UK consumers call for end to EU agriculture policy
LONDON - A leading UK consumer watchdog called on the European Union yesterday to scrap its agriculture policy, saying it was costing British shoppers their money and their health while destroying the countryside.
The Consumers\' Association said Europe\'s Common Agricultural Policy was forcing British shoppers to spend dozens more pounds on beef, lamb, oil and rice than those in New Zealand with few guarantees of their health and safety.
\"The Common Agricultural Policy (CAP) is well past its sell-by date,\" Sheila McKechnie, director of the Consumers\' Association, said in a statement.
\"The policy has led to appalling levels of waste, inflated food prices, and a market that is rigged against consumers, and for the interests of producers...We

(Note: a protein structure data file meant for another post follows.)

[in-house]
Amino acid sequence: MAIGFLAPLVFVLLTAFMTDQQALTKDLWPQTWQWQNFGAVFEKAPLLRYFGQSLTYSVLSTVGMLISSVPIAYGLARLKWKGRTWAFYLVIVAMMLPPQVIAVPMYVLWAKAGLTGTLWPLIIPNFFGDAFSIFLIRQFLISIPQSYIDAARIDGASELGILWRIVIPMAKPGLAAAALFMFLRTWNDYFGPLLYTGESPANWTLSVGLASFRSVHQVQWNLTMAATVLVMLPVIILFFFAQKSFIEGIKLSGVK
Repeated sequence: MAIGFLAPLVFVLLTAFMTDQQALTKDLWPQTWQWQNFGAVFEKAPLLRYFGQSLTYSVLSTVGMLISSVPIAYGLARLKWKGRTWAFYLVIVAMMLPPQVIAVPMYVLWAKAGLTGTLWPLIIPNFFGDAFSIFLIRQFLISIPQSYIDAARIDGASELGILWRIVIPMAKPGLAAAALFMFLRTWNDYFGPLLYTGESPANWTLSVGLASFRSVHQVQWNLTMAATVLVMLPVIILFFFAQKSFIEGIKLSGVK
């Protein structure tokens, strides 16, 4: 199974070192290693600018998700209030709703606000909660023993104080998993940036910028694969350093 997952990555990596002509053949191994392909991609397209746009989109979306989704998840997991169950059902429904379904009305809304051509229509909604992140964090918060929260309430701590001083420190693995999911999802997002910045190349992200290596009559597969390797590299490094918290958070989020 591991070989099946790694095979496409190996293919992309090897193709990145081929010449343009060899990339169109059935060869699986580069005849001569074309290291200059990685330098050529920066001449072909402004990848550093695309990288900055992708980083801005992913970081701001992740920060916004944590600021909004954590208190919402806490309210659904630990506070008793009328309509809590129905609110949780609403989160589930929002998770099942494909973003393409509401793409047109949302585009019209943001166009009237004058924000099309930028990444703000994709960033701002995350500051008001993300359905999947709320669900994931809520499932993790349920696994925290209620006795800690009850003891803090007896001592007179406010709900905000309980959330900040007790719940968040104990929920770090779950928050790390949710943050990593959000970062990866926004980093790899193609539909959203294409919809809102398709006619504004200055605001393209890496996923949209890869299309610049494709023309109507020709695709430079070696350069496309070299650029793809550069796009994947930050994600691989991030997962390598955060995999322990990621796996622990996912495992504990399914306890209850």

need a European food policy, not a European agriculture policy.\"
The future of farming is up for debate in Britain after the countryside was ravaged by a foot-and-mouth disease epidemic, which led to the slaughter of almost four million animals and cost the government hundreds of millions of pounds.
The government has launched inquiries into how to shape future agricultural policies while lobby, farming and environmental groups have queued up to outline their demands.
The Consumers\' Association said the CAP cost a family of four about 16 pounds ($22.96) a week in taxes and higher food prices, had encouraged environmentally destructive farming methods and had failed to encourage food safety.
Britain, and other European countries, have been hit by a raft of food scares, including mad cow disease, salmonella and campylobacter.
\"While the UK government is in favour of reform of the CAP, they are holding back from taking the only position that will really make a difference - abolition,\" McKechnie said.
\"This indefensible position is harming UK consumers, a large section of the agriculture industry, and many developing countries.\"
REUTERS NEWS SERVICE
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